The recommendation for those with BDS to avoid coffee is largely speculative. BDS coffee intolerance likely mimics the general population. If coffee makes you wired all day or if you could drink a cup at 10:00 pm and fall fast asleep, you should avoid it. If you cannot have coffee, a dark tea works as well. Otherwise, consider adding the butter and oil to your morning shake.

You need the fat but watch for greasy stools and/ or discomfort on the right side of your ribcage as these are signs of exceeding bowel or gall bladder tolerance of fat. If anyone has trouble with the amount of fat this early in the morning, I suggest a pancreatic digestive enzyme with lipase and the amino acid taurine to support the gall bladder. If greasy stools persist, reduce all oils and fats temporarily and remain on the enzyme and taurine until your body adapts to using fat for fuel.

11:30 am
Healthy Caesar Salad
• Use an oil dressing instead of a creamy one. A house salad is usually sufficient but be sure to get your greens in. A Caesar salad alone will be insufficient for those with BDS. Additional phytonutrients (plant nutrients beyond vitamins and minerals) and proteins should be included in this mid-day meal.


Salmon, Cucumber, Dill
• 6 ounce salmon filet
• 1/4 cucumber
• 1/4 tomato
• 1/4-1/3 avocado

2:30 pm
1 cup raspberries
Vegan protein shake
Fish oil liquid supplement
Methylation supplement – a combination of vitamins B6, B12, and folate
Zinc supplement
Vitamin C supplement
Multivitamin/ multimineral supplement

The focus of lunch is on fresh foods. The above examples and similar dishes can often be found in casual dining establishments if necessary. Antioxidants and phytonutrients are the name of the game as we shift from a fatty breakfast to a more balanced lunch and afternoon snack. Ideally, eating a variety of at least nine different plants each day is a good way to go.

5:30 pm
Chicken curry over spinach
• 4-6 ounces of chicken
• 3 cups of spinach
• Coconut milk

Side of mixed fermented vegetables

Evening meals consists of vegetables and lean protein. Keep it simple. If you choose to be vegetarian or vegan, then think about this as a major protein meal. Nuts, seeds, and tolerated legumes may be good alternatives.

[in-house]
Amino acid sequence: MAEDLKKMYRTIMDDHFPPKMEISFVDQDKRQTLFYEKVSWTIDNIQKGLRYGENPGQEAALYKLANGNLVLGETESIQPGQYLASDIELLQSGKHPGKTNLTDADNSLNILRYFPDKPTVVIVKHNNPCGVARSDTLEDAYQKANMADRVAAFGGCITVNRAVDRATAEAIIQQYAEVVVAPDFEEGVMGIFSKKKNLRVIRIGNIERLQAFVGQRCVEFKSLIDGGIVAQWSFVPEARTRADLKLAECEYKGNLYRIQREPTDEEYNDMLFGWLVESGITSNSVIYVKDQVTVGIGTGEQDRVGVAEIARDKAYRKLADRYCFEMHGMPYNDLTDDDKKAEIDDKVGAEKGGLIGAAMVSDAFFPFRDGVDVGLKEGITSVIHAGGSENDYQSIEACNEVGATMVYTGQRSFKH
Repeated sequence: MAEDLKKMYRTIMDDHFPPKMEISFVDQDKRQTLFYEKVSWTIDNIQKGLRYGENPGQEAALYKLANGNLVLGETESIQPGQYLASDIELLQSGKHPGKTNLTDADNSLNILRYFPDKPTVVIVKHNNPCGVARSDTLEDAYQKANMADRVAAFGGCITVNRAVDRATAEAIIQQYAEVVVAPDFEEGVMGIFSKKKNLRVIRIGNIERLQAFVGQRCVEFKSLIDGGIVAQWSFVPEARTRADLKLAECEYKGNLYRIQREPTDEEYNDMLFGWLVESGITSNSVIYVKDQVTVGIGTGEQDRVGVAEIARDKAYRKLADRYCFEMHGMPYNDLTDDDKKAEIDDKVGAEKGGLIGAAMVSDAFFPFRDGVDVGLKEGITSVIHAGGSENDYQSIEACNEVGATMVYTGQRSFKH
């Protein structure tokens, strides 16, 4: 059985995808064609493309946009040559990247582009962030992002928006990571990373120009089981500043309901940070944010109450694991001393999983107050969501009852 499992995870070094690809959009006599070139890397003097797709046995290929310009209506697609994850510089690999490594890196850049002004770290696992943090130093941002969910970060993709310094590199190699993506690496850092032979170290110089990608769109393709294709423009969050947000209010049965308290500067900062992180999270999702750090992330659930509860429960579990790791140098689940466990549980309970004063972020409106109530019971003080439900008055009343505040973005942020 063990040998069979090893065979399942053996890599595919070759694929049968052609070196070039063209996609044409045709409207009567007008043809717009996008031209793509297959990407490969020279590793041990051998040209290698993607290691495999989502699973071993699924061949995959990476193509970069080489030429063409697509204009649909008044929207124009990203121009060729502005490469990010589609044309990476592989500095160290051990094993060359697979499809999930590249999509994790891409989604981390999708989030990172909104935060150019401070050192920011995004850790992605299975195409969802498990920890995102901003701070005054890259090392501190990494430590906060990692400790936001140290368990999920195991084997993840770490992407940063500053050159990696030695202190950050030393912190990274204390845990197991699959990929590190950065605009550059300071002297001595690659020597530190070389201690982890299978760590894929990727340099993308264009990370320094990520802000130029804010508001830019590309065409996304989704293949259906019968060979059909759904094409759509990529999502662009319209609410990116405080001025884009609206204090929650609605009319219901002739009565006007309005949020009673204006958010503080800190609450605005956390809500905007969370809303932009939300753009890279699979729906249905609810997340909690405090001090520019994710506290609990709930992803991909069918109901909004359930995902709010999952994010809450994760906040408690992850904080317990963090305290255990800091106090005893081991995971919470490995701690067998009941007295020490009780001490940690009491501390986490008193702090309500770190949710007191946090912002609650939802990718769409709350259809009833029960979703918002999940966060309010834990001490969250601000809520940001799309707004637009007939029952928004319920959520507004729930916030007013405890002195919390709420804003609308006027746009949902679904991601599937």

8:30 pm
Branched-chain amino acid (BCAA) supplement (optional)

A BCAA supplement is often an excellent way to ward off the “continuous meal” that occurs in modern American households after work hours. Alcohol, sweets, salty and savory snacks tend to round out the day even despite good choices earlier in the day and those with BDS should protect themselves against this. Poor choices in the evening often result in a lack of appetite the next morning.

Before bed
5-HTP supplement (only under the supervision of a qualified healthcare practitioner trained in nutritional and functional medicine when taking medications for depression)

The Numbers
Often the first concern patients share with me is “this is going to make me fat.” This is when I break down “the numbers.” Some of you may also be in interested in the numbers, so, even though it pains me to do so because I am not a calorie-counter, a gram-counter, or a percentage measurer, here are the details. I haven’t seen patients get fat on this type of plan. In fact, many patients who could stand to lose a few extra pounds do as excess carbohydrates, excess calories, and derogatory fats are typically the culprits in weight gain. If you are gaining weight, reduce food in all categories, not just the fats.

Grams Calories % of diet
Fats 153 1377 66
Protein 127 508 24
Carbohydrates 50 200 10
2085 100%

If after three weeks on a food plan that resembles these macronutrient proportions you are feeling worse from a mental health perspective, stop and work with a holistic nutritionist or nutrition specialist who can modify the plan based on your history as well as your reaction to this experimental diet. Further testing may be helpful at this point as well.

Personalized lifestyle medicine is in fact an art and not all diets are effective despite similar or identical diagnostic criteria. If after three weeks you are feeling great on this type of macronutrient proportion diet, consider remaining on a similar plan and over time replacing fats with additional proteins and minimally refined carbohydrates Continue to refrain from processed carbohydrates and known sensitivities whenever possible. The above meal plan is rich in minerals, vitamins, and phytonutrients in addition to its unique ratio of proteins, fats, and carbohydrates.

Those who fall on the bipolar spectrum are often high-functioning, even high-achieving individuals. It may surprise you that well-known actors, artists, and executives live with bipolar disorder spectrum. Be assured that a BDS diagnosis does not have to be a limiting factor for anyone’s life. Practicing the Clear Mind Diet as part of the protocol can lead to a highly satisfying life filled with deep personal and healthy relationships.